A professor from the Florida State University Physics department, part of the College of Arts and Sciences, has been awarded the 2018 Jesse W. Beams Research Award for outstanding research by the Southeastern section of the American Physics Society.
Jorge Piekarewicz was recognized for significant research and achievements in both nuclear structure and many-body nuclear theory, as well as for his contributions to the theory of neutron-rich matter and to broader understanding of the neutron star structure.
“I am deeply honored to have received the award. It recognizes meritorious research in physics carried out while in the Southeast region, where I have spent 28 years — all of them at FSU,” Piekarewicz said. “The award represents a collective effort that could not have happened without the support of FSU and myriad collaborators, but especially by the large group of talented students that I have been fortunate enough to supervise.”
This is the third time faculty members from FSU Physics have been recognized by the American Physics Society. The inaugural award was given to Earle Plyler in 1973 for his trailblazing work in molecular spectroscopy, and in 2000 to Professor Emeritus Kirby Kemper.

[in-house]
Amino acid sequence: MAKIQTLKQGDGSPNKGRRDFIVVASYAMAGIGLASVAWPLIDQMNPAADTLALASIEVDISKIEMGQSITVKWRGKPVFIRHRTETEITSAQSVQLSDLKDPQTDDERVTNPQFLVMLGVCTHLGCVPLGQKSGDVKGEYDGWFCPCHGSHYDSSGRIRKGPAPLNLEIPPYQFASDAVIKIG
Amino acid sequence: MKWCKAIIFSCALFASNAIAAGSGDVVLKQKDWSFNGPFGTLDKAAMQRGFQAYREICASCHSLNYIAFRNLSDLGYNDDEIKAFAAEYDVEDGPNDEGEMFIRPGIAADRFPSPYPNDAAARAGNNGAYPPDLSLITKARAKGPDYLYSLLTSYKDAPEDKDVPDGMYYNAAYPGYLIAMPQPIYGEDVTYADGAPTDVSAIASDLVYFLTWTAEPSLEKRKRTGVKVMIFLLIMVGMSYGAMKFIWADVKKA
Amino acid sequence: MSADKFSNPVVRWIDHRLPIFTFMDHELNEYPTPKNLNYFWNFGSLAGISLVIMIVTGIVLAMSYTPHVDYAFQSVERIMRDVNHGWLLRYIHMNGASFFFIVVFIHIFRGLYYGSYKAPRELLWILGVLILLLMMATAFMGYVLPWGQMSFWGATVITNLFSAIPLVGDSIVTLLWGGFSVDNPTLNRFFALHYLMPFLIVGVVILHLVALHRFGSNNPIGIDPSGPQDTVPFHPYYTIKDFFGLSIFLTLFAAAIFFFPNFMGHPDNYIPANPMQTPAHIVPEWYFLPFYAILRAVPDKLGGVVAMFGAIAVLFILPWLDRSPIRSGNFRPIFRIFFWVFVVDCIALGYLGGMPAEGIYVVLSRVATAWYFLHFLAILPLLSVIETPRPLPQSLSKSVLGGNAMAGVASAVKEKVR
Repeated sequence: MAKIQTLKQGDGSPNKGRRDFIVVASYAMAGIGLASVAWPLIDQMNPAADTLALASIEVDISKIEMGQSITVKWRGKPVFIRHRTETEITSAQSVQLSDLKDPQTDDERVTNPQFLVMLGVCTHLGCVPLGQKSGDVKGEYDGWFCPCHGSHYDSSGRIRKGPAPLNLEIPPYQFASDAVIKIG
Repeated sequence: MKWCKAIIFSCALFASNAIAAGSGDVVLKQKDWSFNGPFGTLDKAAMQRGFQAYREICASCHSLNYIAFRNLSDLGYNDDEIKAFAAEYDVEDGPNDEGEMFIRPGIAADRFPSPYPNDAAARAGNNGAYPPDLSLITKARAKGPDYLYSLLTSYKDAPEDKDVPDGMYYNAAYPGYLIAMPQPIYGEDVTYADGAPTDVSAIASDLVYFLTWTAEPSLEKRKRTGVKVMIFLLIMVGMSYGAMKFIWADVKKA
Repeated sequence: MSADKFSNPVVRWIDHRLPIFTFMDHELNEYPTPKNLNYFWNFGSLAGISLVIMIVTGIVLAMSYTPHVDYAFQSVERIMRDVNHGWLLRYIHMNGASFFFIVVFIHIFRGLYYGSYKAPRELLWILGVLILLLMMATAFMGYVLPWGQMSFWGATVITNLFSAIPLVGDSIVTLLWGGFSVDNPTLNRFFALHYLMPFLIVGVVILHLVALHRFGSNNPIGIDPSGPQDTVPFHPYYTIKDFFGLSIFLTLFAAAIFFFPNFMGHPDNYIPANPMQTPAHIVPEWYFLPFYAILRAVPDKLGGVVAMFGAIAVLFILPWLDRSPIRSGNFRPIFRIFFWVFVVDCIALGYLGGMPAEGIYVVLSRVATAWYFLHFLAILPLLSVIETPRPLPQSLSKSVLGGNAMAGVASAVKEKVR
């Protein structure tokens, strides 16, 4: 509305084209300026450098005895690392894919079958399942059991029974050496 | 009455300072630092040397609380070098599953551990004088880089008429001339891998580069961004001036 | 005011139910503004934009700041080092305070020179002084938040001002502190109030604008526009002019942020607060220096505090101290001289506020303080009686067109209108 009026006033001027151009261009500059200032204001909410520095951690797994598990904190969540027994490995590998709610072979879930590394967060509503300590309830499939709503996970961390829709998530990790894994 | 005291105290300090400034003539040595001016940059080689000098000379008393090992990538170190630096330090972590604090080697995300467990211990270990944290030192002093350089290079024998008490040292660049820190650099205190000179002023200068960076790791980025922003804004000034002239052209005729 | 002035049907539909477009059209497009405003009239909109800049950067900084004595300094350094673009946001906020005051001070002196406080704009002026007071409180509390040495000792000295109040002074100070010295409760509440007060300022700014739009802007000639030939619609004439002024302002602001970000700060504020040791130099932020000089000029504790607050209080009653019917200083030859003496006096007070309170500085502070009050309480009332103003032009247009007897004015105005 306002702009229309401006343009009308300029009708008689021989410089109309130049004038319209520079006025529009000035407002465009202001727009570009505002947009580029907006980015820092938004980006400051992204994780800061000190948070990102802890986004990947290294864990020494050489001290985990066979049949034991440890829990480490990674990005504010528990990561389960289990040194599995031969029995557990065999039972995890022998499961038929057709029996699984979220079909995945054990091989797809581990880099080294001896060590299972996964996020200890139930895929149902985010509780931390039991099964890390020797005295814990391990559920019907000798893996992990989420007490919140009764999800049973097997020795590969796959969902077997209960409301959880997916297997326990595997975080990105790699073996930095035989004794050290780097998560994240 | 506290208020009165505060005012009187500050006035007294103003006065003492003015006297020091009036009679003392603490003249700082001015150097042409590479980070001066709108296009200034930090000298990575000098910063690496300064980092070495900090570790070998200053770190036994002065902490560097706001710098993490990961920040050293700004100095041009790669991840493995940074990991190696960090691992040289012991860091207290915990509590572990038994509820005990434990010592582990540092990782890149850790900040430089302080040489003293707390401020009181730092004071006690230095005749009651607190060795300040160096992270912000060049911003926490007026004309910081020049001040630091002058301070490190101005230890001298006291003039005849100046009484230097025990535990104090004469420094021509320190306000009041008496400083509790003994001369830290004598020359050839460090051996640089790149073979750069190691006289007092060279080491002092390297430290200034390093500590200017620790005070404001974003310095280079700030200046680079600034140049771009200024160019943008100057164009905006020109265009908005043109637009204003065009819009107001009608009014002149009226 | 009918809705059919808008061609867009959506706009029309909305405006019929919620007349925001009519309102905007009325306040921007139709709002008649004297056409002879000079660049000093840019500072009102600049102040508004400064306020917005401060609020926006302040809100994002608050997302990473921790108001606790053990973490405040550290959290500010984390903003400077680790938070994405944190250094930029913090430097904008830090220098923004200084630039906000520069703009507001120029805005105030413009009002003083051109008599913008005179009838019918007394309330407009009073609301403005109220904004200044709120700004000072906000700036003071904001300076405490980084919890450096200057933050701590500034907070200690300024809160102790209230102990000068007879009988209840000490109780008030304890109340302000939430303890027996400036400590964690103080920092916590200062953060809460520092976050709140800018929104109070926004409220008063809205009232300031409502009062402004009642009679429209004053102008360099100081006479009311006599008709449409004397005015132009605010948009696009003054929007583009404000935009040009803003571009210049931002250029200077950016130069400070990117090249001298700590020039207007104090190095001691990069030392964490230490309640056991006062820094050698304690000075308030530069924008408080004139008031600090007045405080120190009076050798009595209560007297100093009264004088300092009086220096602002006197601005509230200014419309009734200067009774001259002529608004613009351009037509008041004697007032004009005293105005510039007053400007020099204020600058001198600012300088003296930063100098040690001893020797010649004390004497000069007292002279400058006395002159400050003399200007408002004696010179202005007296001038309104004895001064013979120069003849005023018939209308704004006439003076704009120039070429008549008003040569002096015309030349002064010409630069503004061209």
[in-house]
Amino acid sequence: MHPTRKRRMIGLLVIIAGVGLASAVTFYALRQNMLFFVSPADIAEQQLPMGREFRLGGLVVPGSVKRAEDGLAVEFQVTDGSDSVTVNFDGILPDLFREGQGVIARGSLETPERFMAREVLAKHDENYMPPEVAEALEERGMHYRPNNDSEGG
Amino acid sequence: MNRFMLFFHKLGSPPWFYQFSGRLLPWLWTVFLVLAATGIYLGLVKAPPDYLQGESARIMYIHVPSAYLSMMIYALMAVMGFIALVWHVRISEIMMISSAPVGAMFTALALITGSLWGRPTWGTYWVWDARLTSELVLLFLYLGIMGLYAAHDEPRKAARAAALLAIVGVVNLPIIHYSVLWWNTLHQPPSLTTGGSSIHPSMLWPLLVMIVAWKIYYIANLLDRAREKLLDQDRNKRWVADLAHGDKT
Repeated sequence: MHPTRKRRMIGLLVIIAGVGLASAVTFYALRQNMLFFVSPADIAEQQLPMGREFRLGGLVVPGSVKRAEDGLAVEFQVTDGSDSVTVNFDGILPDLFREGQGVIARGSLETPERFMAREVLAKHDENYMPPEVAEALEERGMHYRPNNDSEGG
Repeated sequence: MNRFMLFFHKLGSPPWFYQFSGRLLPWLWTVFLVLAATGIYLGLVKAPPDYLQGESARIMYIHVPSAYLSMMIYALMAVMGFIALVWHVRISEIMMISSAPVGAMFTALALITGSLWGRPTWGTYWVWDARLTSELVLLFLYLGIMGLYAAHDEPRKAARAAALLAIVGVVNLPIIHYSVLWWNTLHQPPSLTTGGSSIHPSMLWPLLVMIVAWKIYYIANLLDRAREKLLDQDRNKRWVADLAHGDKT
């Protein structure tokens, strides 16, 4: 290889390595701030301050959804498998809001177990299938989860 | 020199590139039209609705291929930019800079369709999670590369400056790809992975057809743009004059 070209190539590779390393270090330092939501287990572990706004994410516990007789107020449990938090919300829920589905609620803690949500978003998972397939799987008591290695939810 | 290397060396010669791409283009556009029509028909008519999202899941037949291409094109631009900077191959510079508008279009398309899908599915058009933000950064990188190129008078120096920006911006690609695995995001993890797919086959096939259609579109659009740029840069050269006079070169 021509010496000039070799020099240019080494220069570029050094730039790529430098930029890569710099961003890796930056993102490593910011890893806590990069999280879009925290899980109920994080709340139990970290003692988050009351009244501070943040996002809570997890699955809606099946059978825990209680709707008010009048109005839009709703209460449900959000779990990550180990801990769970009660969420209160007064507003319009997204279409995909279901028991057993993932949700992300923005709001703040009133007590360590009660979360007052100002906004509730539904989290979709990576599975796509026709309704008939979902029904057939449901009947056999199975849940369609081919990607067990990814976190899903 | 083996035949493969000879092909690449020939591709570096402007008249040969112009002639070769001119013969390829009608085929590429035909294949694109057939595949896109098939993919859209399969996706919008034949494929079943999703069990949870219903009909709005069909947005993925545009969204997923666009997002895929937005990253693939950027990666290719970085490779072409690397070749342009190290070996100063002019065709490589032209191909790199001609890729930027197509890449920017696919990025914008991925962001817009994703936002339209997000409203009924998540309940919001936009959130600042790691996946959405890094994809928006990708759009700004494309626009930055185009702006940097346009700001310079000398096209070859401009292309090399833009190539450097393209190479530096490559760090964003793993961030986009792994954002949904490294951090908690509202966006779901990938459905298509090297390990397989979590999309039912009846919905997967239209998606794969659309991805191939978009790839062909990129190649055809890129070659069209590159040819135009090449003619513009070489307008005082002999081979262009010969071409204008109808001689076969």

“The awarding of the Jesse Beams Medal to Professor Piekarewicz is based on his having an outstanding international reputation in theoretical nuclear physics and follows the example set by Professor Beams of exceptional physics research within southern institutions,” Kemper said.
Kemper also recalls how he felt when he was awarded for his contributions to experimental nuclear physics.
“My winning this award was particularly meaningful to me because Professor Plyler was chair of the physics department when I arrived here and he helped launch my career,” Kemper said.
Piekarewicz echoed Kemper’s sentiments.
“I am delighted to follow in the footsteps of my dearest mentor and colleague, Professor Kirby Kemper,” Piekarewicz said. “Kirby has been an inspiration to countless faculty members, and my goal is to ‘pay it forward’ by inspiring and mentoring the next generation of physics faculty here at FSU.”